Gerken raises two important potential criticisms of my argument that people make better decisions through foot voting than ballot box voting. First, she contends that knowledge of the two major parties’ positions can enable otherwise ignorant voters to make good decisions at the ballot box. Second,…. she worries that foot voting may often be too difficult because of moving costs.

These are legitimate points, and I address both at some length in my book… On balance, however, neither seriously undermines the informational advantages of foot voting over ballot box voting….

Gerken interestingly contrasts my “fox”-like view that informed voting requires knowledge of a range of issues with the “hedgehog” view that all voters need to know is the difference between the two parties. It’s worth noting that Philip Tetlock’s important research on the predictive accuracy of policy experts shows that “fox” experts who take many variables into account make far more accurate judgments than “hedgehogs” who focus only on one or two big ideas.[5] Voters obviously don’t need to know as much as policy experts. But narrowly focused hedgehog decisionmaking is unlikely to work well even for them. It is especially problematic in a

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The Superiority of Democracy Over Dictatorship is No Reason to Ignore the Problem of Political Ignorance

In this recent American Scene post, Pascal-Emanuel Gobry argues that I and other libertarians who focus on the problem of voter ignorance as a major flaw of modern democracy are wrong to do so, because democracy is still superior to other forms of government:

Libertarians who live in America look around them and see cops shooting unarmed pedestrians, people getting arrested for growing pot or selling (delicious) raw milk, taxes and government spending and debt going ever higher. In short, disaster. And all of these things are bad and it is very good that we have libertarians railing against them.

But where it leads them astray is that they are often taken to make the following sorta-syllogism: “America has terrible policies. Most of the people around me are either for them or just not up in arms about them as I am. The combination of most people being dumb and democracy produces terrible policies….”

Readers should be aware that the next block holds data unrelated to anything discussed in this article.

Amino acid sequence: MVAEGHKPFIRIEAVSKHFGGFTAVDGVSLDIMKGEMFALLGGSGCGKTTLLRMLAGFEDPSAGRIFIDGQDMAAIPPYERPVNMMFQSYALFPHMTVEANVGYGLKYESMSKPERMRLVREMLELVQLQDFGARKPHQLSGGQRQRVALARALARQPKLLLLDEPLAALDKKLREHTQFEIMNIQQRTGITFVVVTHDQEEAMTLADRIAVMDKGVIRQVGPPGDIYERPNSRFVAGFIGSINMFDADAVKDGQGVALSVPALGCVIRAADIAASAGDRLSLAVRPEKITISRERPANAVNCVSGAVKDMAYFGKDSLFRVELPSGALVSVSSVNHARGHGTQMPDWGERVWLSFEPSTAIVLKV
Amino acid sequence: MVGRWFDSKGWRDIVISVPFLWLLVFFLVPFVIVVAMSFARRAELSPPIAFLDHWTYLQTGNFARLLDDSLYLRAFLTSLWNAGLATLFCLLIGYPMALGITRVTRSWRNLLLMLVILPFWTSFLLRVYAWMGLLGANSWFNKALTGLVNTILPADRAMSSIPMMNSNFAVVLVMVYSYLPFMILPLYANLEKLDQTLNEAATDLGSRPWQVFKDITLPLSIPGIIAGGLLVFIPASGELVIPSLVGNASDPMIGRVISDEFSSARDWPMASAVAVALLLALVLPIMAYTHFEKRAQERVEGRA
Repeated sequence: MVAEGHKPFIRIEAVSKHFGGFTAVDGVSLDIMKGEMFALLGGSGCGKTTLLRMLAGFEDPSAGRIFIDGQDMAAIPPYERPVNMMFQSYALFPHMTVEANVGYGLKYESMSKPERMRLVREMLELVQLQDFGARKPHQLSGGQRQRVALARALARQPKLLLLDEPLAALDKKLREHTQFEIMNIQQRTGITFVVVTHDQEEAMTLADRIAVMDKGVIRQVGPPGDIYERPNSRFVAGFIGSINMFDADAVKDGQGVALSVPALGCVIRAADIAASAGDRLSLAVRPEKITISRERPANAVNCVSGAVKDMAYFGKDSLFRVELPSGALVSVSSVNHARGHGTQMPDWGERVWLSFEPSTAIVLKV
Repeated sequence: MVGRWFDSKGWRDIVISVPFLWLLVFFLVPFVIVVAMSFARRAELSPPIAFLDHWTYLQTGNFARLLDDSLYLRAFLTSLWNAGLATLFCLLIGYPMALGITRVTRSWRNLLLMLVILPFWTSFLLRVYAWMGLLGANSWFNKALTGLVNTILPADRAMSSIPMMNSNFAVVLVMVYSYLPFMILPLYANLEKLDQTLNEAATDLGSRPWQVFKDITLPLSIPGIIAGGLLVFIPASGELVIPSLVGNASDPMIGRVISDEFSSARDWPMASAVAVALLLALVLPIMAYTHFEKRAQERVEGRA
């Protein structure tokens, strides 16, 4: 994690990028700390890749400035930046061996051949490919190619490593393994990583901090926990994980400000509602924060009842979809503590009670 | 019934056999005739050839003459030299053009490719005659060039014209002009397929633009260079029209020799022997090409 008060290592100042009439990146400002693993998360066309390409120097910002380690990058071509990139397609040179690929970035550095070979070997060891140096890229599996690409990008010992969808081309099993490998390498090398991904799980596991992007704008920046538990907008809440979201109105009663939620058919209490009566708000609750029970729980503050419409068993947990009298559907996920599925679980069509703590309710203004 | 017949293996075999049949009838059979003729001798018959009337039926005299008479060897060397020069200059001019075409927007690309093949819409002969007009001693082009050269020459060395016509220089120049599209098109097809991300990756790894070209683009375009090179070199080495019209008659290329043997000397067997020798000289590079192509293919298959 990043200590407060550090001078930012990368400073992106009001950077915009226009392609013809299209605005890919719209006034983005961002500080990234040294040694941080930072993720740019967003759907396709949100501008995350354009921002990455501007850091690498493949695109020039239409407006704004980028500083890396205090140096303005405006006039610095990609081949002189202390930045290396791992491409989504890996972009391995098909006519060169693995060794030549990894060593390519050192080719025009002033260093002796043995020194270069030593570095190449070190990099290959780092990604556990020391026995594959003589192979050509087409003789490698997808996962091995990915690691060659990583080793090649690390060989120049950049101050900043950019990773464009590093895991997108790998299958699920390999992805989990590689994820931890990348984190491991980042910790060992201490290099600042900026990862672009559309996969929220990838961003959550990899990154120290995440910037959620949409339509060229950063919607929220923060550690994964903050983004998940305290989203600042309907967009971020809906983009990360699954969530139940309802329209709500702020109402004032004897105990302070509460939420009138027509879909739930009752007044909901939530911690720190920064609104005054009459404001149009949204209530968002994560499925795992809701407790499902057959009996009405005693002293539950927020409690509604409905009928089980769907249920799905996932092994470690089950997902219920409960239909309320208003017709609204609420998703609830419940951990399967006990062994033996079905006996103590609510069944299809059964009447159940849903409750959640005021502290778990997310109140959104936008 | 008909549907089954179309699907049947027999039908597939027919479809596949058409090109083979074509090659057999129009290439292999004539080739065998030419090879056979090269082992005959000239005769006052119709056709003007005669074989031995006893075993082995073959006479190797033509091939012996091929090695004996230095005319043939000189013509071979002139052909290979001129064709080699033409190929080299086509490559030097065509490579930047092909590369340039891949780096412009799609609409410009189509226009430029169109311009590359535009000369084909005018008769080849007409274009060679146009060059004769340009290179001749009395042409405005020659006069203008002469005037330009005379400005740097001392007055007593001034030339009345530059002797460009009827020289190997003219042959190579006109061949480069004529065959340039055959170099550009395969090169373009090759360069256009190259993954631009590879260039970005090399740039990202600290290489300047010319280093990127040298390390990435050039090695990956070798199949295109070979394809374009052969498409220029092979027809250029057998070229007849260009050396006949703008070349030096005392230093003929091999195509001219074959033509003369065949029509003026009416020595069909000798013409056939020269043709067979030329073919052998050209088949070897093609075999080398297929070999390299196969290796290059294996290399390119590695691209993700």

The only problem with that is that if you take a little bit of a broader perspective (both geographically and historically) you realize that democracies are actually really awesome and that they kick the sh** out of all other forms of government. I mean, it’s not even close! On every front: protecting civil liberties, developing markets, etc.

Almost all the countries that have the best policies are democracies. It’s really quite lopsided.

This would be a powerful critique of libertarianism if libertarians were using the problem of political ignorance to argue for the replacement of democracy by dictatorship (the prevalent form of government in most of the nondemocratic nations in the world). But, in reality we are advocating for a combination of democracy with greater decentralization and much tighter limits on government power. Even if present-day democracy is superior to dictatorship, democracy with greater decentralization [...]

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Upcoming Georgetown University Law Center Event on Democracy and Political Ignorance

On Tuesday, October 22, noon-1:30 PM, I will be speaking about my book Democracy and Political Ignorance: Why Smaller Government is Smarter at the Georgetown University Law Center. There will be commentary by economist Bryan Caplan, author of The Myth of the Rational Voter, and Georgetown law professor Louis Michael Seidman. There will also be substantially discounted copies of the book on sale, for those who may be interested.

The event is co-sponsored by the Georgetown Center for the Constitution, the Georgetown Federalist Society, and the Federalist Society Faculty Division, and will be held in McDonough Hall, Room 203, 600 New Jersey Ave., N.W., Washington DC. [...]

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Sean Trende on Democracy and Political Ignorance

Cato Unbound has posted a thoughtful critique of my book Democracy and Political Ignorance: Why Smaller Government is Smarter by Sean Trende, Senior Elections Analyst at RealClearPolitics. Sean argues that, despite considerable ignorance, voters know enough to make good decisions on major issues, and to select the better of the two major party candidates. He also contends that the relative success of American democracy over a long period of time is evidence that political ignorance is a comparatively modest problem. Cato Unbound will post my responses to Sean and the other commentators (Yale Law School Professor Heather Gerken and political theorist Jeffrey Friedman) early next week. [...]

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Heather Gerken on Democracy and Political Ignorance

Cato Unbound has posted Yale Law School professor Heather Gerken’s insightful response to my lead essay on “Democracy and Political Ignorance.” The Cato Unbound symposium focuses on the arguments presented in my new book, Democracy and Political Ignorance: Why Smaller Government is Smarter.

In her critique, Gerken argues that political ignorance is significantly by mitigated by voters’ ability to use political parties as information shortcuts, and that voting with your feet is problematic because of the associated moving costs. There will soon be additional comments by political theorist Jeffrey Friedman and Sean Trende, Senior Elections Analyst for RealClearPolitics. I will, in turn, post rejoinders to these critiques, after which the discussion will continue further. [...]